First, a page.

MIT Will End Lease Of Worthington Units
MIT will terminate its seven-year lease of its 91 apartment units at Worthington Place this summer, according to Director of Real Estate Peter A. Lewis.
MIT will be “giving those units back to management, as soon as the agreement is actually signed” with the owner of Worthington Place, Lewis said. “Everything is still subject to final approval [but] we have reason to expect nothing will change.”
The lease will terminate over the summer between June 30 and August 31.
MIT paying rent for empty units
MIT is currently paying rent for approximately 40 unoccupied units at Worthington Place, each costing $2,110 per month, according to resident Julie L. Eisenhard G. The termination of the lease was a way to put a stop to paying for unused housing.
MIT had leased units at Worthington Place in 1998 in order to provide housing for graduate students who were displaced from Tang Hall by incoming undergraduates.
Of the 91 units, 36 were reserved for those displaced from Tang, an additional 30 could be rented out by other graduate students, and the remaining 25 were meant for lease to MIT affiliates.
For the first year, MIT provided graduate students a subsidy to keep the cost at $1,450 per month; however the subsidy ended after the first year, and the price of a two-bedroom Worthington unit jumped to $2110 per month.
Following the increase, a large fraction of the graduate students at Worthington moved out. MIT has tried to rent out the remaining 40 apartments vacated there, but it has been unsuccessful.
Residents not informed yet
Eisenhard said that none of the residents of Worthington has been informed of the termination of the lease yet. “We’ve heard rumors from MIT,” she said. “As far as I know, I’m staying there until August.”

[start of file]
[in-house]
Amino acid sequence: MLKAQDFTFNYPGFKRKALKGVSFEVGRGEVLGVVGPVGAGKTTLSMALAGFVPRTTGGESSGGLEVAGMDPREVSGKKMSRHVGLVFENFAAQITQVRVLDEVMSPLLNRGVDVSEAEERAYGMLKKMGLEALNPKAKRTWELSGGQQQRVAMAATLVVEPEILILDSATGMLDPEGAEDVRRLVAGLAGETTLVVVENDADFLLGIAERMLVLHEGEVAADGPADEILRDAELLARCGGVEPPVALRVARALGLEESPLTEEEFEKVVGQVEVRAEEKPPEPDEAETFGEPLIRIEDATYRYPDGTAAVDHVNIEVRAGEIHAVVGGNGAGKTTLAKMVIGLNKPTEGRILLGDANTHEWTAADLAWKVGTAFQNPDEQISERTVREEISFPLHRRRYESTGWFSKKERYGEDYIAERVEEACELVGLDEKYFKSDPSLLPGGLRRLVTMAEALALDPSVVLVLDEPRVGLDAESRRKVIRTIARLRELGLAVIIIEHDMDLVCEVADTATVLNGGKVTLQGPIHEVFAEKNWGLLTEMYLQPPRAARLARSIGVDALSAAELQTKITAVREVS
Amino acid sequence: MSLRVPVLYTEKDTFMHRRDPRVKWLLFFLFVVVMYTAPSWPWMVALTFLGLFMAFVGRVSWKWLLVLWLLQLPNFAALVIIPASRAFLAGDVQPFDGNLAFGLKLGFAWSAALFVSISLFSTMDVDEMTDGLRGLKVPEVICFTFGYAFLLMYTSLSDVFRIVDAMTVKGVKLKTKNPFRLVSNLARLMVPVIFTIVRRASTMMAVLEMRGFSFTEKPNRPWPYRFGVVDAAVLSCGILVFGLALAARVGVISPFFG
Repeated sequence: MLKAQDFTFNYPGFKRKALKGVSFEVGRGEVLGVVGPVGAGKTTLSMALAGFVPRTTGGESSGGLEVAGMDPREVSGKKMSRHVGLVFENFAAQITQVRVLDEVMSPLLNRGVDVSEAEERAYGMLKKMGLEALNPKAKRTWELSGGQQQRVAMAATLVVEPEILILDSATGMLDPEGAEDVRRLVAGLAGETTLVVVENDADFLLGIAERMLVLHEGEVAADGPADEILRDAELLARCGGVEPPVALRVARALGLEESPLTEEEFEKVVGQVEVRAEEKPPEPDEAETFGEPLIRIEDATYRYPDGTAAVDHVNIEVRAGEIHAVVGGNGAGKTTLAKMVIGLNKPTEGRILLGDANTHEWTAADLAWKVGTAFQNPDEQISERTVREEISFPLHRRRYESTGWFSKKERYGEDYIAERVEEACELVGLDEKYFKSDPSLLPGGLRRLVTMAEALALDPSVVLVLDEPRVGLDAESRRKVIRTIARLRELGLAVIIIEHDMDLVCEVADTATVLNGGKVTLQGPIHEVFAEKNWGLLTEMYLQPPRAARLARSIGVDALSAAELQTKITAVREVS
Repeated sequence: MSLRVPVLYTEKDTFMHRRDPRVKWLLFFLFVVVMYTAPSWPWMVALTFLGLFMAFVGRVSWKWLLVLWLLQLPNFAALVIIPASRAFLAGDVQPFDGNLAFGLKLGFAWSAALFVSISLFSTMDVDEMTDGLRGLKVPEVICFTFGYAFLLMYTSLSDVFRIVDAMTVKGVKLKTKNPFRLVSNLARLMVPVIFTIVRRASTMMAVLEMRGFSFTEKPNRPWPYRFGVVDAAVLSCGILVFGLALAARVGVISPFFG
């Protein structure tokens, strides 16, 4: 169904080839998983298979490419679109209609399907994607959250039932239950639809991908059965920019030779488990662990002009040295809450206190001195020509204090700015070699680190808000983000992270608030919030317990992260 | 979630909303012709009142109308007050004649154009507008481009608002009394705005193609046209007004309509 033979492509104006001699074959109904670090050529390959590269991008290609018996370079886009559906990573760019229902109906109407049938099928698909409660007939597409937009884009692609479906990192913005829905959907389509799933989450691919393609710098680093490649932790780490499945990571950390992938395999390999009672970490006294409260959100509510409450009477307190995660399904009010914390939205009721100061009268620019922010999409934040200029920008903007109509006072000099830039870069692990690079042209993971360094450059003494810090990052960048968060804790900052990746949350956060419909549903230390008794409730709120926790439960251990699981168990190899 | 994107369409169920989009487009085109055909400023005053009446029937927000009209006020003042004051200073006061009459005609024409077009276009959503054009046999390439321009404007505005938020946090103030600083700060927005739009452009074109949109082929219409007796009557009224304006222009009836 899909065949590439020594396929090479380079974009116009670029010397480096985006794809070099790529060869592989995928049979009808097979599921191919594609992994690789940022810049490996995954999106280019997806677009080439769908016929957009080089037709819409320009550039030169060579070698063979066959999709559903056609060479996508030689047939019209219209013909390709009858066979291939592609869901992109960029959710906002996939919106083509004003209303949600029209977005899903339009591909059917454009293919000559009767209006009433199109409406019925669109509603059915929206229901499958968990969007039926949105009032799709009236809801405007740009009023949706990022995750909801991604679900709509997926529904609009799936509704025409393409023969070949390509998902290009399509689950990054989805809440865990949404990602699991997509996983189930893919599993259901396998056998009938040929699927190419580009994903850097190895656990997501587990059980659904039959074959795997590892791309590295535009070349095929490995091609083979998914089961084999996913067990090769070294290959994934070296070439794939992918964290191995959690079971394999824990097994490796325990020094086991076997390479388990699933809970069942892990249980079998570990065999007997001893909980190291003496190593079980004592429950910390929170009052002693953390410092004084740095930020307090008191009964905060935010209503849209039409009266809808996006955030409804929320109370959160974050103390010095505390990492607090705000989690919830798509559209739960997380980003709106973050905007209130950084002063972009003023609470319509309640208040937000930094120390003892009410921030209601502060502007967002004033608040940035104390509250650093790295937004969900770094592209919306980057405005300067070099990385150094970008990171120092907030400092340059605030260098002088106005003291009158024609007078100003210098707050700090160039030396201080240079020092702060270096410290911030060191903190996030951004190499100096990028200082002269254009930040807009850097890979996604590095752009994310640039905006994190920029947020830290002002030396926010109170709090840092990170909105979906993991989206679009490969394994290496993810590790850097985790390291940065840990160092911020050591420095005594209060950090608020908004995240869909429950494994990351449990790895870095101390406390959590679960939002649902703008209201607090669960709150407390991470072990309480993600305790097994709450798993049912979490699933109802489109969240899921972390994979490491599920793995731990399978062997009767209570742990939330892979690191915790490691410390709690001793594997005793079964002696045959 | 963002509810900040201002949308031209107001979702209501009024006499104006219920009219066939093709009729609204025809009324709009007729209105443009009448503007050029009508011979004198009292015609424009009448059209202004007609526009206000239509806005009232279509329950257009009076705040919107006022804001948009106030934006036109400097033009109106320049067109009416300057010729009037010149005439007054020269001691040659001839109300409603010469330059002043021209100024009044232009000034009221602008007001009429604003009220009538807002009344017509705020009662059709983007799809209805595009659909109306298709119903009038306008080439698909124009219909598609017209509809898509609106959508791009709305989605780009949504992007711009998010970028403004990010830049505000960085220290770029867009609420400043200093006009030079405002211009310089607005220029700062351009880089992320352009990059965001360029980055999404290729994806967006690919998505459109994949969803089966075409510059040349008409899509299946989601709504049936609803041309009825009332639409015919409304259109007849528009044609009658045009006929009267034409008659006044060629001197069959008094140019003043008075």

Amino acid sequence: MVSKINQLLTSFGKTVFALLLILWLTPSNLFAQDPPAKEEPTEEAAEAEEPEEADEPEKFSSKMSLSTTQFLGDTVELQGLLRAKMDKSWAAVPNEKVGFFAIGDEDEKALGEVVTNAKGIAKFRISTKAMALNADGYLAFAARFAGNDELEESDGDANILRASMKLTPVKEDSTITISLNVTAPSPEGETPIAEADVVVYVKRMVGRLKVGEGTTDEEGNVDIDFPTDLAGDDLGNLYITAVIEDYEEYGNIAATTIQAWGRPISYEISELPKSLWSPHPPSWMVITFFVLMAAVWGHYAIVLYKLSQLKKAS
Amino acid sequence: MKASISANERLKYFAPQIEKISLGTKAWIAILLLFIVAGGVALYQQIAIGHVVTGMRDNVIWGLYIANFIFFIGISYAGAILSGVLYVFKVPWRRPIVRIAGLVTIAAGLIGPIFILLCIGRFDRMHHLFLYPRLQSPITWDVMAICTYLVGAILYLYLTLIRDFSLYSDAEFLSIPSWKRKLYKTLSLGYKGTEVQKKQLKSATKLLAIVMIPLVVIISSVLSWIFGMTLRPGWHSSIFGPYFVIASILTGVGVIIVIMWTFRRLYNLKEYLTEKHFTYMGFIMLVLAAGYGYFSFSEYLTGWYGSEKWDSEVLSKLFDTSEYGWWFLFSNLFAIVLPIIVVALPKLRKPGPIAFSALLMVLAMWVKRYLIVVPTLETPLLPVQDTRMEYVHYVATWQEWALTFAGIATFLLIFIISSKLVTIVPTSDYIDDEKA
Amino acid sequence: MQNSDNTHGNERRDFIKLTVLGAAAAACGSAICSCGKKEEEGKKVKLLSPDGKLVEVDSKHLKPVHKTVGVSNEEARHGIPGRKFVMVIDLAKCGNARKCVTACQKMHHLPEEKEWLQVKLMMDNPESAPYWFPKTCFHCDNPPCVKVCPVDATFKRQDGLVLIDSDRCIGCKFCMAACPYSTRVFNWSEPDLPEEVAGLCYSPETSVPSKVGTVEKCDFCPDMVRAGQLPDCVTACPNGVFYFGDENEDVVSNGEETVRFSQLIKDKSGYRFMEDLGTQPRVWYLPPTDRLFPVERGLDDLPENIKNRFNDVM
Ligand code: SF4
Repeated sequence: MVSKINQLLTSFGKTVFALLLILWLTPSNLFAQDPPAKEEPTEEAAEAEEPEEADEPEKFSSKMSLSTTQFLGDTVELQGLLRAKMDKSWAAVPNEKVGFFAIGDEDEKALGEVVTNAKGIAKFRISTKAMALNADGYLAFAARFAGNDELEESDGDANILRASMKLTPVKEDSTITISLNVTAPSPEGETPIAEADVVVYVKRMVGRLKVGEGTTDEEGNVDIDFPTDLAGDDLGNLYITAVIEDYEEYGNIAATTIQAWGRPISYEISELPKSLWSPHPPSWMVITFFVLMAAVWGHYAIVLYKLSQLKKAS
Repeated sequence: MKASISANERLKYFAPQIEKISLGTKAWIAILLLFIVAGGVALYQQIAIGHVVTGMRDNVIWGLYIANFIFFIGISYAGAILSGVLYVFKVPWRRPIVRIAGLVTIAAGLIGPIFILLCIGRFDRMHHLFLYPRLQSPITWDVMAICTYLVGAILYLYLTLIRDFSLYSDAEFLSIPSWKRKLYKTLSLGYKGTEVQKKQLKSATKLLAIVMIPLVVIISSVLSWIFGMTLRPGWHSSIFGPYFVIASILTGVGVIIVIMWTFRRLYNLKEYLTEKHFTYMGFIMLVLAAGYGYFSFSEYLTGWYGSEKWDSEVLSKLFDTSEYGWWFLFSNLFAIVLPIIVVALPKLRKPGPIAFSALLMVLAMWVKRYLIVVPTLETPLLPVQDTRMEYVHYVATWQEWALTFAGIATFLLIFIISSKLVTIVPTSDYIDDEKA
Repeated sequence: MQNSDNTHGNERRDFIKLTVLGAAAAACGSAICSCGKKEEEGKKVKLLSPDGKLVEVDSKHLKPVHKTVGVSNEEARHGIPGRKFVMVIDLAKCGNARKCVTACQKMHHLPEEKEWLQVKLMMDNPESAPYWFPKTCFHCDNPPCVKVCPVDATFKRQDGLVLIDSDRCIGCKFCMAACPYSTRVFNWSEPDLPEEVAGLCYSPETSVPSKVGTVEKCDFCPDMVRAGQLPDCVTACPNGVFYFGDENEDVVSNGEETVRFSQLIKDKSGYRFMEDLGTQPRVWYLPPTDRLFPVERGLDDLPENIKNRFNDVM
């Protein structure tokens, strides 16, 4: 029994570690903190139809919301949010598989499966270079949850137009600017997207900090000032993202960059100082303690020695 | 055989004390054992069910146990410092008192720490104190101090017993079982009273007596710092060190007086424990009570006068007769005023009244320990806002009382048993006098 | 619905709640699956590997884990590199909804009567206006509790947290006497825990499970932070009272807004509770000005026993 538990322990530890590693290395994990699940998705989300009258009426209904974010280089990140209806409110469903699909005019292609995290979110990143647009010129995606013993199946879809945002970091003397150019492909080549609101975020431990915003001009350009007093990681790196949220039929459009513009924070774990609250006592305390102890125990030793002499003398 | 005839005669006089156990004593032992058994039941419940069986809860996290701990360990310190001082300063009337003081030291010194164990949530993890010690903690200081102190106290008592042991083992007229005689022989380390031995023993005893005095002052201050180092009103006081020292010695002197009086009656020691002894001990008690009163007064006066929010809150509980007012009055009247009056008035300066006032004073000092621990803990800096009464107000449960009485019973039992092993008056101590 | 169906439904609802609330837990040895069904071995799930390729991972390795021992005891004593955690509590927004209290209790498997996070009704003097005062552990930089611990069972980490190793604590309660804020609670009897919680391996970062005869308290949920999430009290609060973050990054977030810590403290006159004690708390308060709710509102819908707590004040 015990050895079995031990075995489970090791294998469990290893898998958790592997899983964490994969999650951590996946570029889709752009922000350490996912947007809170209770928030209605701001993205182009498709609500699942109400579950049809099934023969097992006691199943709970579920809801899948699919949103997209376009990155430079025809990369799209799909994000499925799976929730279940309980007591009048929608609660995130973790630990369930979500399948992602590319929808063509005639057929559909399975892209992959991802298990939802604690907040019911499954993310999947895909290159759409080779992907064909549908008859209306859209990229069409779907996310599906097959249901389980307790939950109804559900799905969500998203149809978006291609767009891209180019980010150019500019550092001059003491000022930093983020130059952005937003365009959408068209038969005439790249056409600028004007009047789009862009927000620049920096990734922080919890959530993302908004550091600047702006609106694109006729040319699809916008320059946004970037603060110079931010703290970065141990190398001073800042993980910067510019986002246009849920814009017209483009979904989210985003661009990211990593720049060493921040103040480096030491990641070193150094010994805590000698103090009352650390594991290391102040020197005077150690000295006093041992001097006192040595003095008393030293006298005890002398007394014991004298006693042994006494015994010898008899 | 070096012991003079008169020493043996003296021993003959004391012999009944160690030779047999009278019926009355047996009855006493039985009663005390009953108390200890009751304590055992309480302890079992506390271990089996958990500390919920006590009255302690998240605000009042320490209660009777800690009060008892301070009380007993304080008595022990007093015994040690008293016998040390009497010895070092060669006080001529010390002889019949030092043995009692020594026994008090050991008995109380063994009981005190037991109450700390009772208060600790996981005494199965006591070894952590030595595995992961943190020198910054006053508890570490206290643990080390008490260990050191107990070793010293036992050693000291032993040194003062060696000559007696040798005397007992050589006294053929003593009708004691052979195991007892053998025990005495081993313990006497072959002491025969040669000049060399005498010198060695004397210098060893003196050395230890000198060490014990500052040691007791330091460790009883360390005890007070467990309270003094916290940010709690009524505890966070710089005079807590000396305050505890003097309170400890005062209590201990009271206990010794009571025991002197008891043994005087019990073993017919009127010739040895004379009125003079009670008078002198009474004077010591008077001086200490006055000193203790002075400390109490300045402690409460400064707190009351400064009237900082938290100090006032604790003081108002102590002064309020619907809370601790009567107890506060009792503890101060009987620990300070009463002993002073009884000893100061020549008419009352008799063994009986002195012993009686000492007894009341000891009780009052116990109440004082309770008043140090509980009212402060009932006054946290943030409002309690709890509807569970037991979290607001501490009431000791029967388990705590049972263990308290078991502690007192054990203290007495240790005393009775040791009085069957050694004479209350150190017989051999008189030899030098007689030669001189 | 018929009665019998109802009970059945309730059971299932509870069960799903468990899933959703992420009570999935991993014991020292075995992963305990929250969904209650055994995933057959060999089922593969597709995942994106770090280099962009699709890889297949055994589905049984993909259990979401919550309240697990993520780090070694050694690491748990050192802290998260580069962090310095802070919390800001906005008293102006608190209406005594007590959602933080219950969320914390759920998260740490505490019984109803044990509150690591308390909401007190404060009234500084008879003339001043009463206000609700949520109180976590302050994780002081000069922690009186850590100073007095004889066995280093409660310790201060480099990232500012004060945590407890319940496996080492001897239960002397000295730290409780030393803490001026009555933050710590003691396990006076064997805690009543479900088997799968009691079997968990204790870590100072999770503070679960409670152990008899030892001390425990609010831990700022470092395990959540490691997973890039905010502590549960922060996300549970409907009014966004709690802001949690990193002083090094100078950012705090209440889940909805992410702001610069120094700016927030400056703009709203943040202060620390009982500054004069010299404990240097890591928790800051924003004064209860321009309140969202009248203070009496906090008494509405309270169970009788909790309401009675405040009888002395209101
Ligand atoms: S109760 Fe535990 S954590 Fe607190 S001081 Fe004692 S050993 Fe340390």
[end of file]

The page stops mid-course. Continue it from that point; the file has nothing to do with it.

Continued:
However, in March, Worthington Place did present MIT tenants with an addendum to their lease that stipulated that MIT would pay their last month’s rent. Worthington Place was not aware of the addendum at the time of signing the contract in 1998, but was reminded of it through MIT, Eisenhard said.
GSC not consulted
Graduate Student Council President Luis A. Ortiz G said he was not aware that MIT was working to terminate the lease with the owner of Worthington Place. While it is good that MIT will no longer be paying rent for empty apartments, it is “unfortunate MIT didn’t subsidize grad students to stay in the rooms if they were to remain empty,” Ortiz said.
If the agreement to terminate the lease is signed, graduate students living in Worthington will have to enter the housing market after August. MIT is currently making plans to renovate the NW30 building at 224 Albany Street by the fall of 2001 to accommodate 125 graduate students.
However, “the ultimate goal is the dorm on Sidney and Pacific Street, which we have been pushing for for years,” Ortiz said. Plans to build that dorm, which could potentially house 500-700 students, have been set back to 2003.